Changing Faces, Changing Communities: Immigration & Race, Jobs, Schools, and Language Differences

Publication date – 1998 (2nd edition)
Developed by – Everyday Democracy (organization was known as Study Circles Resource Center when this curriculum was published)

Aims, objectives, and intended audience

Created following the 1992 Los Angeles civil unrest, this guide for public dialogue and problem solving is intended to engage small groups of 10-15 people (“study circles”) in conversations related to immigration and the impact of newcomers on receiving communities. The guide aims to promote honest and positive conversations between people of different racial and cultural backgrounds, thus encouraging local action, building community, and changing policy. The guide largely focuses on local community issues as opposed to national policy.

Broad structure and key educational methods

Changing Faces, Changing Communities is divided into a total of six sessions that address five main topics. Each session is structured to last approximately two hours. In some sessions, participants are presented with a range of viewpoints designed to help them locate their own beliefs as well as understand alternate perspectives. This educational strategy is used in three different sessions. Most sessions also include a short series of questions for participants to consider prior to the next gathering. Finally, one unique aspect of this curriculum is that one session is specifically devoted to meeting with public officials and discussing participants’ ideas and hopes related to immigration.

Key topics or themes by module

1. Session 1 – Who are we? The many faces of our community

The first session fosters the sharing of stories and views, thus allowing participants to learn about their peers lives and perspectives. The first hour is devoted to learning about participants’ own experiences through a series of discussion questions; the second portion of the session examines real-life issues through hypothetical vignettes.

2. Session 2 – How is our community changing?

The material for this session contains seven views related to how communities are changing due to immigration and the ways in which individuals and institutions are impacted by those changes. Participants are to discuss the various views, locate which one most closely aligns with their own perspective, and consider the ways in which their community has improved or faced new challenges due to immigration.

3. Session 3 – How are jobs and the economy changing in our community?

Structured like the previous session, the material contains six views related to how immigration has impacted job prospects and the economy in participants’ communities. The discussion mirrors the previous last session in which participants are to examine both the view that most closely relates to their own as well as the perspectives of others.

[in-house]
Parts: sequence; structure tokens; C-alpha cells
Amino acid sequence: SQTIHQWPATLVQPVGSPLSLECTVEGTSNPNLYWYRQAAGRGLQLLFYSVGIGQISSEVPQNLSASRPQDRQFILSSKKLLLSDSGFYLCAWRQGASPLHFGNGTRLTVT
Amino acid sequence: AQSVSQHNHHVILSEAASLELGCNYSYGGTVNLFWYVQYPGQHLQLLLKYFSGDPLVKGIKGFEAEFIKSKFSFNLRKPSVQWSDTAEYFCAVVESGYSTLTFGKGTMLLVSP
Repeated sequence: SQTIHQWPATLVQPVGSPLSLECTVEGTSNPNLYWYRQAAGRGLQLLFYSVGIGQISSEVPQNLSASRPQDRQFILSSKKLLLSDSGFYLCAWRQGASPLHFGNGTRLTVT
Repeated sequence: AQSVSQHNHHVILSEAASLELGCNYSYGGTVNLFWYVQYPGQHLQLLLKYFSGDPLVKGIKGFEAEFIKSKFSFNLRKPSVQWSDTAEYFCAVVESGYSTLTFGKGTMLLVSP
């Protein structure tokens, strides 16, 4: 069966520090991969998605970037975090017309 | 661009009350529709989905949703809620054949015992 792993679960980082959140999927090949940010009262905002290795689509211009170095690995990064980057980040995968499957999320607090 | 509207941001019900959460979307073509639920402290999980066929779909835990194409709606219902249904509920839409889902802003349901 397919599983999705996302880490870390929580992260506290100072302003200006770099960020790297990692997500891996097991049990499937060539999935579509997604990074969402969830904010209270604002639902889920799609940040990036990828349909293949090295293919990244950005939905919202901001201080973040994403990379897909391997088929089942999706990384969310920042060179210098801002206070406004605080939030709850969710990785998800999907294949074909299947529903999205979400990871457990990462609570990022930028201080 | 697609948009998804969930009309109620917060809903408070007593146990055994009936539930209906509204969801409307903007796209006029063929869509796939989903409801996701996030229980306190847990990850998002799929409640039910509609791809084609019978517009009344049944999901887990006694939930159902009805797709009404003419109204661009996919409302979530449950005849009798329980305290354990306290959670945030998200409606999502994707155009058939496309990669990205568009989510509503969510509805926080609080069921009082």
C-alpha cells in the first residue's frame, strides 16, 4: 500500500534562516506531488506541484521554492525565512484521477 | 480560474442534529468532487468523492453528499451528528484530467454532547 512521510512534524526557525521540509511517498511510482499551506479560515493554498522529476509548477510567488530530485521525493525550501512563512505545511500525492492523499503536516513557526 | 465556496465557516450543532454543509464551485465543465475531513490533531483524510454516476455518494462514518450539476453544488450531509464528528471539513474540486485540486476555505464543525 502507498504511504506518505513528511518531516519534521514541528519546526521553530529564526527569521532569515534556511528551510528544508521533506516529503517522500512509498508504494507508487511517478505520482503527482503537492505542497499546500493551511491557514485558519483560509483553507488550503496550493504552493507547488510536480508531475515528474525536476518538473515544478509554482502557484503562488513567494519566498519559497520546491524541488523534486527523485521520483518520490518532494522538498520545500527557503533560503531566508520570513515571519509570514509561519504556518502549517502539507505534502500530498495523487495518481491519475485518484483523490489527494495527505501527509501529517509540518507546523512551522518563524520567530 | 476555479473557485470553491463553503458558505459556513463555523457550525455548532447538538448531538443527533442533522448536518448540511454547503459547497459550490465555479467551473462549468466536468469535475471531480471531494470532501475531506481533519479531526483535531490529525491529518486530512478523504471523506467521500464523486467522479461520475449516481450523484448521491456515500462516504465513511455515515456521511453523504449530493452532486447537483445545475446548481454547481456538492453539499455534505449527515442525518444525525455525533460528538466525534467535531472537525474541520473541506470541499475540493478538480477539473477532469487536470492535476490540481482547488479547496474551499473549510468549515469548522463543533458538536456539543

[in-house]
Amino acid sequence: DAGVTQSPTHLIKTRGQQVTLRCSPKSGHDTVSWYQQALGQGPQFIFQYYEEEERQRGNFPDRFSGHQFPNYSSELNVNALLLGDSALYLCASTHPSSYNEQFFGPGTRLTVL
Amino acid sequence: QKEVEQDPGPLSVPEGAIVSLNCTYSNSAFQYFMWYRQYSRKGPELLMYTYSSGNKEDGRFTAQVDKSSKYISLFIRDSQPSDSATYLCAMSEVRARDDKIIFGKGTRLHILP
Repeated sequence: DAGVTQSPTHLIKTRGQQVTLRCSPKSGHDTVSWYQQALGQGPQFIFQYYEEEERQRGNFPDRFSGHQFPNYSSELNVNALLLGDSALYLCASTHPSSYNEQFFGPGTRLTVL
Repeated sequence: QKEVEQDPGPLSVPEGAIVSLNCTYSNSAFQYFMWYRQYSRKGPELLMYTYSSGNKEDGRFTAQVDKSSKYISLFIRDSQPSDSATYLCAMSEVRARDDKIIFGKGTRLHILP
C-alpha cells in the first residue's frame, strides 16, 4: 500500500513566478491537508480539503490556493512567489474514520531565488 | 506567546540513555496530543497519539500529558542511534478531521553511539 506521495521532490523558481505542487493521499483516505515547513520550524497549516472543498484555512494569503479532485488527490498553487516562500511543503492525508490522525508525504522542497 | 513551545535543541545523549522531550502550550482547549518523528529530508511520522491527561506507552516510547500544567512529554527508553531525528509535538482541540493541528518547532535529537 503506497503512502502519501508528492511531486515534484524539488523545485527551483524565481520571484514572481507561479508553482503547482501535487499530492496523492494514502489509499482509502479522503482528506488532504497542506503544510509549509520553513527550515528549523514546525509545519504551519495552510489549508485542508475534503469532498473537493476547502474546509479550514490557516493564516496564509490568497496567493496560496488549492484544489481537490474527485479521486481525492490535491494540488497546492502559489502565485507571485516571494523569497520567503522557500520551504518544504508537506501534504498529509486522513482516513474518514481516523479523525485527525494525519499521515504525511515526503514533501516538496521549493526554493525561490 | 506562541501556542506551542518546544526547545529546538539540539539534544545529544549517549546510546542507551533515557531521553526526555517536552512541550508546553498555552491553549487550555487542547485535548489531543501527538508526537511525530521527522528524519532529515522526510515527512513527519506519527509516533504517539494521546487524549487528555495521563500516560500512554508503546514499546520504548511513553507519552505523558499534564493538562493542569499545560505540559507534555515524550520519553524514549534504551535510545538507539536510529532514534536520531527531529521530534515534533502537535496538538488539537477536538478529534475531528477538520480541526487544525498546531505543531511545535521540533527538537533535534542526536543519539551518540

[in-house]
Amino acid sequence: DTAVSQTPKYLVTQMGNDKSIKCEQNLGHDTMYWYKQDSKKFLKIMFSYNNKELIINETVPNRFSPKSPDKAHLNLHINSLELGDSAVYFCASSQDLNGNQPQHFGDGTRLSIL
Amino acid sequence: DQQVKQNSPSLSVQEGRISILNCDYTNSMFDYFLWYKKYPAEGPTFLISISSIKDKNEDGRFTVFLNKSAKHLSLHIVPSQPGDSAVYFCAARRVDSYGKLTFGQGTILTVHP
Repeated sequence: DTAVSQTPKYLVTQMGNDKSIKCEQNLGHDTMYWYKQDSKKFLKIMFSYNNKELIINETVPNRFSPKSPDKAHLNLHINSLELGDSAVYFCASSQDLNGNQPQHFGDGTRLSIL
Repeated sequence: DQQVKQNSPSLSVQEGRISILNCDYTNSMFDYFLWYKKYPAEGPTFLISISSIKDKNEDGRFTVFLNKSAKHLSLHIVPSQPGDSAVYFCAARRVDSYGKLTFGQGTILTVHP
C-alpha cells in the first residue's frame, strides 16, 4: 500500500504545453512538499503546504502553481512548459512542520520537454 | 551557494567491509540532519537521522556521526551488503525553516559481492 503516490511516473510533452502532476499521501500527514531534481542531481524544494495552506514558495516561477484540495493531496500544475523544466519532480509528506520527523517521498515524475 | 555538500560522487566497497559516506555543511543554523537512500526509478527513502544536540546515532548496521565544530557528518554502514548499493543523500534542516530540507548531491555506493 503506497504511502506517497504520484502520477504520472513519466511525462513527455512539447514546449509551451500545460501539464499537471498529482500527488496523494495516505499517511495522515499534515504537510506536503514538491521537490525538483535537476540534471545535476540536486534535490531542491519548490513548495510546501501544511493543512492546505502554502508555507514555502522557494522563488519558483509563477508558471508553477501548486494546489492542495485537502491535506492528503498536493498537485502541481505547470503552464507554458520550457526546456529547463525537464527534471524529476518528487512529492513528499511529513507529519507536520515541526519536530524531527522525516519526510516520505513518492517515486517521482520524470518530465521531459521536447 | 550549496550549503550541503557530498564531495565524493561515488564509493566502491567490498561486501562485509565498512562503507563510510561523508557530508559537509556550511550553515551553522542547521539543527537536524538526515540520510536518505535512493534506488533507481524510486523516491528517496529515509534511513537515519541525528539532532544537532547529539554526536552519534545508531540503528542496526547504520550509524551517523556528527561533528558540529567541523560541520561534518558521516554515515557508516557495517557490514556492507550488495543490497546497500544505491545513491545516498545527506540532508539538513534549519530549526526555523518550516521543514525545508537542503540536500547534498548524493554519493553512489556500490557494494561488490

4. Session 4A – What should we do about immigration and community change?

As the first of a two-part session, this material devotes an entire page of text to each of four different views on immigration and lists example policies and actions that an individual with each view is likely to support. An extensive series of discussion questions follow the four views that allow participants to share their perspectives and consider the pros and cons of alternate viewpoints.

5. Session 4B – Meeting with Public Officials

This session incorporates public officials into the study circle to join in dialogue. Divided into three parts, the opening 30 minutes are devoted to preparing to meet with public officials and reiterating the ground rules for this interaction. The public officials then join the conversation, and 60-70 minutes are allocated to five focus questions that encapsulate the discussions that study circle participants have experienced over the course of these sessions. The final 15-30 minutes allow for the study circle participants and public officials to share what they have learned from each other.

6. Session 5 – Making a difference: What can we do in our community?

This final session focuses on brainstorming actions that may be taken related to issues and concerns participants have been sharing and addressing over the course of this curriculum. The materials contain a lengthy list of suggested actions that may be undertaken as individuals, as neighborhoods, and as a broader community. After considering ways in which they may make a difference and considering the logistics of proceeding with each, participants close out this study circles experience by sharing how the series of sessions has affected their lives.

These curricular materials also include extensive guidance for study circle leaders on how to organize and run a circle. There is also a list of organizations that may provide further discussion or action related to the topics of this study circle, as well as a list of publications on immigration and community change.

Curriculum acquisition information

This dialogue guide is available as a free download on Everyday Democracy’s Issue Guide Exchange. Accessing the document requires registering for a free account.

Everyday Democracy (formerly Study Circles Resource Center)
111 Founders Plaza, Suite 1403
East Hartford, CT 06108
Phone: 860-928-2616
Fax: 860-928-3713
info@everyday-democracy.org